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Ottawa Evaluating Green Bus Choices

The Ottawa Express reports that the Ottawa, Canada, city council has approved the testing of new technology this winter in hopes of getting a greener solution on Ottawa streets by 2007.

The National Research Council will analyze different types of alternative bus technology and decide what works best in Ottawa conditions; the City Council will then decide whether or not to fund the project.

Diesel hybrid buses top the list. However, Transport 2000—a lobby group for improving transportation in Canada—is questioning whether this is the right technology for Ottawa, based on the city’s having highspeed roadways for buses.

“...when you look at the Ottawa Transitway, no other city really has a system set up like that where buses are running at 80 kilometres per hour. At that speed, diesel runs quite well. With hybrid technology at high speeds, the diesel engine is running anyway.&rdquo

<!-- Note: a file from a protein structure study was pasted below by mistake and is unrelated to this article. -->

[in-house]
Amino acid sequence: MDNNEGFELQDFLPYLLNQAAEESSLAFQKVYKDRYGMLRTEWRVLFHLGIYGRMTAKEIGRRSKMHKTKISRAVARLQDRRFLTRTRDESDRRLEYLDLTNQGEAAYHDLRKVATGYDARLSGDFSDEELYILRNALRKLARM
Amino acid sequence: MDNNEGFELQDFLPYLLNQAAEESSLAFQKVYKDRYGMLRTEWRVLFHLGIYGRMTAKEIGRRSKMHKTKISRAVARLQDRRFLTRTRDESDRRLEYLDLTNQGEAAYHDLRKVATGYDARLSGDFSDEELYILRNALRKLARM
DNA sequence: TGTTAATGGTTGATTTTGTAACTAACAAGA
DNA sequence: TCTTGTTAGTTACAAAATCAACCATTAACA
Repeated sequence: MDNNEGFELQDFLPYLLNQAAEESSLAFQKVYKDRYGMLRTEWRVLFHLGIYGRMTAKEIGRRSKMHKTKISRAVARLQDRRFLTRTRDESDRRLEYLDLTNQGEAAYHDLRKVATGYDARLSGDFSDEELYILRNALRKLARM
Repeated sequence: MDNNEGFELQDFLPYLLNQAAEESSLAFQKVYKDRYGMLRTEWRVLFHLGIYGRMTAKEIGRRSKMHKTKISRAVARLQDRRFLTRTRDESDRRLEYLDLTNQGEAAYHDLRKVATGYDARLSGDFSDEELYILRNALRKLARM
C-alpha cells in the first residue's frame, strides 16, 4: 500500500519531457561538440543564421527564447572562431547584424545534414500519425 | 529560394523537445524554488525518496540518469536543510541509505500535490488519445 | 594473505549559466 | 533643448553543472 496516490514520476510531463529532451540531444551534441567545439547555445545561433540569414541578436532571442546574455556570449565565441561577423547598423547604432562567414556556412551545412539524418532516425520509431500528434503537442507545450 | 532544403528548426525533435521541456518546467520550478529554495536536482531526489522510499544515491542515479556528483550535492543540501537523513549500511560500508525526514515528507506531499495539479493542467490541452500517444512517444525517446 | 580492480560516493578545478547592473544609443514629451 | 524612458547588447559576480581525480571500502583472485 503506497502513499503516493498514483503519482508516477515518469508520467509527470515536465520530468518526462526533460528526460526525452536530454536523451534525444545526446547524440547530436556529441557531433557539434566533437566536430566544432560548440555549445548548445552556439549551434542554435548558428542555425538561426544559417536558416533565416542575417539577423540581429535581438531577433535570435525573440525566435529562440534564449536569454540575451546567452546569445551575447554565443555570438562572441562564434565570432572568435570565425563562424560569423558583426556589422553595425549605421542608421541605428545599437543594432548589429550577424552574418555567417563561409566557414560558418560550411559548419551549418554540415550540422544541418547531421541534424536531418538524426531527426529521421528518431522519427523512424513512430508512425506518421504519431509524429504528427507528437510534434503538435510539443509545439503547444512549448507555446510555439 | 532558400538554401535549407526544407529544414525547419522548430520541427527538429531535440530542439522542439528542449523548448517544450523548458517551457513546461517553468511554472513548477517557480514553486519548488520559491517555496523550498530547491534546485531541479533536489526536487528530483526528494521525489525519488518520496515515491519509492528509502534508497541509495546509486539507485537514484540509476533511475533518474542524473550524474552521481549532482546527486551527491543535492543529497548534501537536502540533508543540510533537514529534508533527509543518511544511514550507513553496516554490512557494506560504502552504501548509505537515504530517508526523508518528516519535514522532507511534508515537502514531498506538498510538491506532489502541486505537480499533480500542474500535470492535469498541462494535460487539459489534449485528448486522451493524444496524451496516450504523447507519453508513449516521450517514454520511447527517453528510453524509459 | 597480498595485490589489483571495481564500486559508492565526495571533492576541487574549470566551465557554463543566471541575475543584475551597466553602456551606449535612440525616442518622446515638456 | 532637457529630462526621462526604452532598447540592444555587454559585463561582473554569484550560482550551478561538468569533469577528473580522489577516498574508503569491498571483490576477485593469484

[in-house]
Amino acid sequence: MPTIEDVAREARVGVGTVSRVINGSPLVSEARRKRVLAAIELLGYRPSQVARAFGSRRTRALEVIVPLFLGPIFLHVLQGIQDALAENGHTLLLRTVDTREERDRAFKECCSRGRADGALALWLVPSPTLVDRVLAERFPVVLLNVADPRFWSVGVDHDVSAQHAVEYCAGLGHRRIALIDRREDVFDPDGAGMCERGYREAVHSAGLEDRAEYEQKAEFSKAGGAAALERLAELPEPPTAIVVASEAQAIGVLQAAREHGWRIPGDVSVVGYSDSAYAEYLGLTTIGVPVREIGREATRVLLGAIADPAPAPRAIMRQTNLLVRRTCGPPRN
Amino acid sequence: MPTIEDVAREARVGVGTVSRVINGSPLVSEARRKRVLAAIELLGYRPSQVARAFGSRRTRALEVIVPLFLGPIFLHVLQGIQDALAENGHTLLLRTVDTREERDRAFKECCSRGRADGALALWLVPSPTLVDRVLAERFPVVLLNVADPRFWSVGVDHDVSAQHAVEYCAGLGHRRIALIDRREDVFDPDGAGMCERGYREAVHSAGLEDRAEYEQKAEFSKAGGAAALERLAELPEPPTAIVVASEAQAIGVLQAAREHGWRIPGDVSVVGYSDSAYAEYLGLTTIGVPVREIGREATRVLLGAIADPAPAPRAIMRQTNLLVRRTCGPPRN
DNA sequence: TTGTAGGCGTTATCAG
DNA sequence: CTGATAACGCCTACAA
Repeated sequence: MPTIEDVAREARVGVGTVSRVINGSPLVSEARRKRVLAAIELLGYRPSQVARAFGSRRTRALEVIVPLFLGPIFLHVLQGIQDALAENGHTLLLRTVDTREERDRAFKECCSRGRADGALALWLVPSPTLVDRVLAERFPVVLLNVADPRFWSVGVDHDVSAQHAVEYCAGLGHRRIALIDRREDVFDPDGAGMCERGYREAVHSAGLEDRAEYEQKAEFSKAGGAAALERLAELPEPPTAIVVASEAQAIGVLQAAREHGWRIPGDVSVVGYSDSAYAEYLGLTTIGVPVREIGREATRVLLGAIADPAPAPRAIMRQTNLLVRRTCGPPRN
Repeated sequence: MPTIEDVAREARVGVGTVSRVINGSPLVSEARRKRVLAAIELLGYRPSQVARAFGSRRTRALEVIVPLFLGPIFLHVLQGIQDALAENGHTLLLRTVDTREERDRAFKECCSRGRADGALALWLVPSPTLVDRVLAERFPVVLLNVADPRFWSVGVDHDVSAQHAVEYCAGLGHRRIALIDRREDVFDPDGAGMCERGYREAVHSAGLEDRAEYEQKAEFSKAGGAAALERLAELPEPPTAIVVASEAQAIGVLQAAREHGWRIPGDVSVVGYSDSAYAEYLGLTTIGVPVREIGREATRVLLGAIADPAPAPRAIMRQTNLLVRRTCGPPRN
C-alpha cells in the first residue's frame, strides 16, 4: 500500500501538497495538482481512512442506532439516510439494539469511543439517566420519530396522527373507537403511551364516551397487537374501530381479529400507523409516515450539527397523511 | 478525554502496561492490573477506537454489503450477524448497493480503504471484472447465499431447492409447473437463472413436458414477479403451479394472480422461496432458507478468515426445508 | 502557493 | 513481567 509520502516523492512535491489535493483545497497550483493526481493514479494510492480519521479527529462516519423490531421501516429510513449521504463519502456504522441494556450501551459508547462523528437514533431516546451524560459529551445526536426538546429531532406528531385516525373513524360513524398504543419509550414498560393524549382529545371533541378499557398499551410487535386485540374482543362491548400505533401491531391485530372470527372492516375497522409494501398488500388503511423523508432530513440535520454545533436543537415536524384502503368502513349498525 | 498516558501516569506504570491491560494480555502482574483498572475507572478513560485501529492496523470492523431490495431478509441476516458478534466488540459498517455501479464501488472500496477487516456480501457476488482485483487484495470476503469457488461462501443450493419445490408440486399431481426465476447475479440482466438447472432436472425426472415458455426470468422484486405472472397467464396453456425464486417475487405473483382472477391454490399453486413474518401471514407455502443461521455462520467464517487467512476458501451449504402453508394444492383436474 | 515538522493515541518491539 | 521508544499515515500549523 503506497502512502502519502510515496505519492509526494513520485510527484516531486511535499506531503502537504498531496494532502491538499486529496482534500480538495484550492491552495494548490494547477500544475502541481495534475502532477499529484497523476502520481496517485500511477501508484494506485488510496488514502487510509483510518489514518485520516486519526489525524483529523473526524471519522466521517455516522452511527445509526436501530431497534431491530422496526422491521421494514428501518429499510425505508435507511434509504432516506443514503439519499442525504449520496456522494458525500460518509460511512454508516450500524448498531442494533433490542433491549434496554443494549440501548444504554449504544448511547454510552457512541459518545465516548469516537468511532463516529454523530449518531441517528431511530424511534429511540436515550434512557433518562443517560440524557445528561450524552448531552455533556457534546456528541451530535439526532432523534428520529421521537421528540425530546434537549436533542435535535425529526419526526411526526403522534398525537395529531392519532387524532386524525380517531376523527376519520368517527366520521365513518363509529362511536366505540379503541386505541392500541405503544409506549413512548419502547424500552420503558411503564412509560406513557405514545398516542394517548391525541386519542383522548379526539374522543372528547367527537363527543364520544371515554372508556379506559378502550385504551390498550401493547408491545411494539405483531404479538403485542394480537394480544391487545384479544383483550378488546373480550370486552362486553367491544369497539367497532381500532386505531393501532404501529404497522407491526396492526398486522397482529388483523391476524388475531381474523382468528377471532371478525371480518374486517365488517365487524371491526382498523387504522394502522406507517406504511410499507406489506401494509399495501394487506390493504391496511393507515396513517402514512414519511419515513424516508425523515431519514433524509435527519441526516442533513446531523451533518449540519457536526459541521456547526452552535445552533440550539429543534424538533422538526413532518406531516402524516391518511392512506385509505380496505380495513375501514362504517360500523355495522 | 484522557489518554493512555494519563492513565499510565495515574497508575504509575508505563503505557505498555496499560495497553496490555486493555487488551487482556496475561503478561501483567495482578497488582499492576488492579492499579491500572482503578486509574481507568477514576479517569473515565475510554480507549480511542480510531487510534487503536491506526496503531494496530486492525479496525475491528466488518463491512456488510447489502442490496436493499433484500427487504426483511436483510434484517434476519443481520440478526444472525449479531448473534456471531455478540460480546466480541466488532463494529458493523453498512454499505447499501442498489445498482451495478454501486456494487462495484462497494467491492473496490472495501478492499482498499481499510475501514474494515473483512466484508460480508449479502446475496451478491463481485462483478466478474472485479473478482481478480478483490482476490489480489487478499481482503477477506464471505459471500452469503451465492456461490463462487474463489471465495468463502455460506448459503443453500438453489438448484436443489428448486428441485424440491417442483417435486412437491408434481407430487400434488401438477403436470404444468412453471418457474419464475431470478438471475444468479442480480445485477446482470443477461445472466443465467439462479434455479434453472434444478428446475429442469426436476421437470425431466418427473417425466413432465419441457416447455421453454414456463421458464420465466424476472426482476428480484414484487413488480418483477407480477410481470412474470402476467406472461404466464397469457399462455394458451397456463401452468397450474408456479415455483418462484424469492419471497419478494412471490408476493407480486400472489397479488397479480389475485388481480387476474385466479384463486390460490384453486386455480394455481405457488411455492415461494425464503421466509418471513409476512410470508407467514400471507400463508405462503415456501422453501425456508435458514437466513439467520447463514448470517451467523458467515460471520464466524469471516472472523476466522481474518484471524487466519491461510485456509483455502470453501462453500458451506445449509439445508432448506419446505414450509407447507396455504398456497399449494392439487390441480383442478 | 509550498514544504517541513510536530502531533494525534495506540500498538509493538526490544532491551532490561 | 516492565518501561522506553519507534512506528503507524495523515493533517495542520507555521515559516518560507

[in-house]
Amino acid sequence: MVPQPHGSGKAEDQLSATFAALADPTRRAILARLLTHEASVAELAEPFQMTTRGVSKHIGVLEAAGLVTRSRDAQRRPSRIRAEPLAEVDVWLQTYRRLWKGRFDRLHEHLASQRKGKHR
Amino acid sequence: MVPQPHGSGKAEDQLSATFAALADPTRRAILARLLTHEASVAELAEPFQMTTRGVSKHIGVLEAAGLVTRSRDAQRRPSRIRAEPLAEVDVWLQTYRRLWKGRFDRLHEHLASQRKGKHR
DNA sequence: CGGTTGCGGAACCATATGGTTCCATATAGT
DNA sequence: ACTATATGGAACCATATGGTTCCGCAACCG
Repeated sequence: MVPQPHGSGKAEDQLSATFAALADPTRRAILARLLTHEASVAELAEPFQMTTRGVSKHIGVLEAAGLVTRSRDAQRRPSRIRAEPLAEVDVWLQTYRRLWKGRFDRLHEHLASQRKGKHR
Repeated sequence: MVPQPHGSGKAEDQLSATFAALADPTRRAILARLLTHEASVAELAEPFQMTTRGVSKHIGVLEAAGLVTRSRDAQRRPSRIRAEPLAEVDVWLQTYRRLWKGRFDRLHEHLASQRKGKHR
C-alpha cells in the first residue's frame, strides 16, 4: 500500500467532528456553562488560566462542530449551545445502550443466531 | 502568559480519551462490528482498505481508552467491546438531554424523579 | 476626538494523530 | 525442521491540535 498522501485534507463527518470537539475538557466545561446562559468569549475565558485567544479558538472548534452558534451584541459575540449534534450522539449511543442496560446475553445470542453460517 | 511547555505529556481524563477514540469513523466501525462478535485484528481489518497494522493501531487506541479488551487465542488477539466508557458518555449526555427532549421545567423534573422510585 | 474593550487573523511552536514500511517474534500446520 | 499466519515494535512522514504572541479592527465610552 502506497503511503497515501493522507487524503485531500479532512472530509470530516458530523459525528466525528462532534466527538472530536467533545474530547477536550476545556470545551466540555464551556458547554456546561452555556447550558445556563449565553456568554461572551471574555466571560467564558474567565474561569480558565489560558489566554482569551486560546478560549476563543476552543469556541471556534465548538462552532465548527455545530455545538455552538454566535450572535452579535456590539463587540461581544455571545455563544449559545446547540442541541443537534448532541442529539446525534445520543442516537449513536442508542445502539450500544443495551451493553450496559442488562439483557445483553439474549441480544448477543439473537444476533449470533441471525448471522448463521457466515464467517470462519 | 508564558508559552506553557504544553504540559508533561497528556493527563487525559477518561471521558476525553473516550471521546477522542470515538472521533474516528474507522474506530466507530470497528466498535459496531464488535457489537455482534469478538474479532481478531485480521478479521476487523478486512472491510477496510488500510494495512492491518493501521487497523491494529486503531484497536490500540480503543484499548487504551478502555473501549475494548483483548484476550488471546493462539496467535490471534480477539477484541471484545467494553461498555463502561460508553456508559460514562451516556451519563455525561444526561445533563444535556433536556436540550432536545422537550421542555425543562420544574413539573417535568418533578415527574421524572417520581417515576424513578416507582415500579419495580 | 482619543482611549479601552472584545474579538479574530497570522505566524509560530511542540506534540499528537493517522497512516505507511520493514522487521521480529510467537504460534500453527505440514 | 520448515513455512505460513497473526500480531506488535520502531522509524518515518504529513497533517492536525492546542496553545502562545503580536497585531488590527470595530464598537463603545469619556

—David Jeanes, president of Transport 2000

Last March the Toronto Transit Commission opted for a mixed fleet (diesel hybrids and CNG) after evaluating hybrids. The TTC had a number to comply with a new mandate that starting in 2006 at least 66% of its bus purchases would have to be hybrid or alternatively powered.

(The TTC currently has launched a nine-month trial of biodiesel on 180 buses in its approximately 1,500-bus fleet at a cost of some $569,000.)

Jeanes did stress that as long as these buses are run on selected inner city routes, this technology [diesel hybrids] is a step in the right direction and other Canadian cities are jumping on the bandwagon. British Columbia has bought hybrids from New Flyer, a Winnipeg company owned by General Motors and plans to have them in operation next spring. [earlier post] Montreal, Vancouver, Edmonton and Hamilton have also expressed interest in hybrid buses for their public transportation fleets.


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